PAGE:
Another issue that the placebo effect brings up is the issue of personal control and power over the mind. Imagine taking part in a study on depression (assuming you had depression) where you were offered a pill every day. Imagine if you felt some relief of you symptoms over time, say six weeks, where you took a pill and had to measure your symptoms at the end of every week. What if at the end of six weeks, you reported that you feel pretty good, much better than when you first entered the study. Then, what if you were told that the medication you were taking was NOT a medication at all, but was a sugar pill. How would you feel? Conflicted? Duped?
People assume that we always have control over our minds; how we think, how we react, how we feel about things. I'm not sure this is true. In fact, I'm pretty convinced this is untrue, that we have control or will over all aspects of our mind.
I think the placebo effect is an interesting and subtle reminder that life has powerful undercurrents, and our brains, minds, thoughts, behaviours, respond to these undercurrents. One of the most underrated "undercurrents" is simple social interaction... talking to people, feeling like people like you, feeling like you belong among your tribe of humans.
Let's imagine that a person had depression. What are the symptoms? Lack of motivation? Feeling flat? Social isolation?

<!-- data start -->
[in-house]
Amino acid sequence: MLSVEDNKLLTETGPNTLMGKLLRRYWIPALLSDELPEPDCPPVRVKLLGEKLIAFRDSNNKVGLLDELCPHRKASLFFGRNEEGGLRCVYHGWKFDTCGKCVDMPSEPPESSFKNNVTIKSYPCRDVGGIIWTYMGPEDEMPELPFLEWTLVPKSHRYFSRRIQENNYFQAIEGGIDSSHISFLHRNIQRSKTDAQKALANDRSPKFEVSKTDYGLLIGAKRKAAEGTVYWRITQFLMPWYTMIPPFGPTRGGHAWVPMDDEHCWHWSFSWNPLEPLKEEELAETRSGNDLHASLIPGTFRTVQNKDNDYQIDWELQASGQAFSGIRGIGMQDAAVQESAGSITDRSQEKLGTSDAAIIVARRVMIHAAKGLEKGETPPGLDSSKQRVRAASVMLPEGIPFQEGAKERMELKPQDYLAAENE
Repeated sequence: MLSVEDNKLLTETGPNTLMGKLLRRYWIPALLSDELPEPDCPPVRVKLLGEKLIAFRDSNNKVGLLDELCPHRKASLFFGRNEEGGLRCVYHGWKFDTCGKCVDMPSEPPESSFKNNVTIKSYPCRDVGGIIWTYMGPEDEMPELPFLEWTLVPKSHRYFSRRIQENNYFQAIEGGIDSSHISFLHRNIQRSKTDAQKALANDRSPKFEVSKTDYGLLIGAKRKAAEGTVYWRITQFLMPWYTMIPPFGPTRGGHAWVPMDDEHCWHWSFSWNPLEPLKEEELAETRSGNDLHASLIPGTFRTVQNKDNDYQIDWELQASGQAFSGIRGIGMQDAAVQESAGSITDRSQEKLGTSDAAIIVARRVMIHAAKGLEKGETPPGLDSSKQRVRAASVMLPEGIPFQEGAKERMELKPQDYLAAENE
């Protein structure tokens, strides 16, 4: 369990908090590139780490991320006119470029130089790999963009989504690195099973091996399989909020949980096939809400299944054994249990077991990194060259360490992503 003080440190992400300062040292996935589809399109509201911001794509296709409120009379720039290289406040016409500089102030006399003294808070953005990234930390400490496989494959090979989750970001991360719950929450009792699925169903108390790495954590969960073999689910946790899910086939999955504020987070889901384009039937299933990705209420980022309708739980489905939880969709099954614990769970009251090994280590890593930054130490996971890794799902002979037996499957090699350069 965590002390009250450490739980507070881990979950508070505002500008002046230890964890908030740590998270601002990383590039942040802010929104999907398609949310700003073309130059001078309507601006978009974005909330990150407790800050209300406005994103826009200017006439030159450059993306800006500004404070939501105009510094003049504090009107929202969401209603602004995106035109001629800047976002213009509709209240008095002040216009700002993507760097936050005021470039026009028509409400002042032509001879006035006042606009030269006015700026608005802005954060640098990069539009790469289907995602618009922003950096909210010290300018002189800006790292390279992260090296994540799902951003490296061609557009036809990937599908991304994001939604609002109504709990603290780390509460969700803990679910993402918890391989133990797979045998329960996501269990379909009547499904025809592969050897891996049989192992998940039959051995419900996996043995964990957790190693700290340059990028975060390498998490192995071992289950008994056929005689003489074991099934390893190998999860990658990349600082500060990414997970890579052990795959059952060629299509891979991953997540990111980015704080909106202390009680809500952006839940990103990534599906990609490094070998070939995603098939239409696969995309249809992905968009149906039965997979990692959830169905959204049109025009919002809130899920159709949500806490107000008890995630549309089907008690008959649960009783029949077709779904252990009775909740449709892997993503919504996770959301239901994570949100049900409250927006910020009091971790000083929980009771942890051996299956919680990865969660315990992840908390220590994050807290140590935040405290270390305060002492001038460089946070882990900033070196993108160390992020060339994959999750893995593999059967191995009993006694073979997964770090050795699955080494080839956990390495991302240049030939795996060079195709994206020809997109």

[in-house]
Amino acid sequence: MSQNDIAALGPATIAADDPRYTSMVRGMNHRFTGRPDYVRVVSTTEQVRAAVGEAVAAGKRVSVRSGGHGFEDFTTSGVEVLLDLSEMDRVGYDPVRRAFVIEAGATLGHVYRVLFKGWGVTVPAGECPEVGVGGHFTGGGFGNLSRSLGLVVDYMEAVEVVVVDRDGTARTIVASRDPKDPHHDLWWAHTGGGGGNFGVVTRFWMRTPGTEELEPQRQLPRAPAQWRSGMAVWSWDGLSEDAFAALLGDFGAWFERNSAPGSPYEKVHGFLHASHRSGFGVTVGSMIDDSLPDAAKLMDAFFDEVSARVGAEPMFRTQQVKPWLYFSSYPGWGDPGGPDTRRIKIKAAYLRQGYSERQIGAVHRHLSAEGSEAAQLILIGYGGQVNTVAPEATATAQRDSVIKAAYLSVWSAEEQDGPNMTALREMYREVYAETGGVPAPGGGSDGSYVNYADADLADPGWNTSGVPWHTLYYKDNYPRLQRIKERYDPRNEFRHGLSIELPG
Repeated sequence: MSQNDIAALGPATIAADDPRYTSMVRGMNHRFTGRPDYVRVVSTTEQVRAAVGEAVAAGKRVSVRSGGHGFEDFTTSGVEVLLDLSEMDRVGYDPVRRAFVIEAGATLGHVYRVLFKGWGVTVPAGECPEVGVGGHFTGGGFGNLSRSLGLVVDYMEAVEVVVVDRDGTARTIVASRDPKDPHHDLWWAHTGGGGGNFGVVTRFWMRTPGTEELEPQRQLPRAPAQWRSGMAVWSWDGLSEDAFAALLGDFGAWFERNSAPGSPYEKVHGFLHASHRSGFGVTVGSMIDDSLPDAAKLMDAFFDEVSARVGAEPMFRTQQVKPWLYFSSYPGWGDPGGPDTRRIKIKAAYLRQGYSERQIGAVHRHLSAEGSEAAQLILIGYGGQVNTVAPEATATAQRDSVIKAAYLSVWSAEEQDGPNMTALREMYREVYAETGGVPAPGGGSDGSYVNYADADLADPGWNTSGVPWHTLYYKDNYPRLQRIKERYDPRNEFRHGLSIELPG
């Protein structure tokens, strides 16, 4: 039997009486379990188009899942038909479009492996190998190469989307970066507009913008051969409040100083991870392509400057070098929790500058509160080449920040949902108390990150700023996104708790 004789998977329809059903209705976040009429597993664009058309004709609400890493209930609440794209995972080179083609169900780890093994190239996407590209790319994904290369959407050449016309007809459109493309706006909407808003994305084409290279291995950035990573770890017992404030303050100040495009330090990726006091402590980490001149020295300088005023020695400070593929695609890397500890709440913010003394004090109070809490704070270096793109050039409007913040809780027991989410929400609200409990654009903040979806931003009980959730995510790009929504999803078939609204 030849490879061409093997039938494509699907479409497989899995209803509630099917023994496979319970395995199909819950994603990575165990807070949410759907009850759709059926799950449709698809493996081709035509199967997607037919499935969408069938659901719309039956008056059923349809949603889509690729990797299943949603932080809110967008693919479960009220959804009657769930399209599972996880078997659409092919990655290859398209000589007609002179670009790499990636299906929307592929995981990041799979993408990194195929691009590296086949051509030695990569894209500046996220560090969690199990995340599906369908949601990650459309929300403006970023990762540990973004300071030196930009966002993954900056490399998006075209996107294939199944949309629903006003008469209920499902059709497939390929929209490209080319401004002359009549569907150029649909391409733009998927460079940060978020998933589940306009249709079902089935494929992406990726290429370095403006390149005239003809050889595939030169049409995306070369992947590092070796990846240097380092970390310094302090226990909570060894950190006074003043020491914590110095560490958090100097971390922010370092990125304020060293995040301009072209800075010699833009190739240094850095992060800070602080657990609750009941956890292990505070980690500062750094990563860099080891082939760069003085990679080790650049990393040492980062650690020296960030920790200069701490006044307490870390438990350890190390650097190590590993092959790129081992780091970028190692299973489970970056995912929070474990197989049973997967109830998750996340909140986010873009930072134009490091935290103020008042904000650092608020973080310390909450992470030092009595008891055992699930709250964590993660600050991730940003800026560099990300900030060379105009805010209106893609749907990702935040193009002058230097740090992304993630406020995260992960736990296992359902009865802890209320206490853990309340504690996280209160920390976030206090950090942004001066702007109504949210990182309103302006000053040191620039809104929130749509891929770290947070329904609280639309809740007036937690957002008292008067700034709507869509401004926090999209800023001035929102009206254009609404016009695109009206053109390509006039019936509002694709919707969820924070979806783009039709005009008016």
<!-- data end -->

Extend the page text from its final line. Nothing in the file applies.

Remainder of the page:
What is the effect of being in contact with people who are interested in hearing about what is happening to your body? What is the effect of being around professionals who understand the concept of "illness," that you feel unwell, unlike yourself, and that you wish you could feel like you did before? What does is the effect of being around a person who will listen to your worries and empathize with you clearly? What is the effect of simply being around people? Being cared for?
Placebo effect my ass; it's the care effect. And it's not a bad thing. We should all be able to benefit more often from the care effect.
Now should we prescribe medicinal pills in cases where a placebo is shown to be equally effective? I'm not sure what the answer is to that, but I know doctors aren't allowed to lie to their patients, and for a placebo to work, one needs to think it's a medical treatment. However, like in our example of depression, there is a treatment option that produces healthier people than taking a pill alone. So maybe we just need to rethink our concept of "care."
Popping my people pills,
Monday, May 25, 2009
We, the under-35 demographic of Canadians, would appreciate your attention.
We are concerned about a number of issues relating to: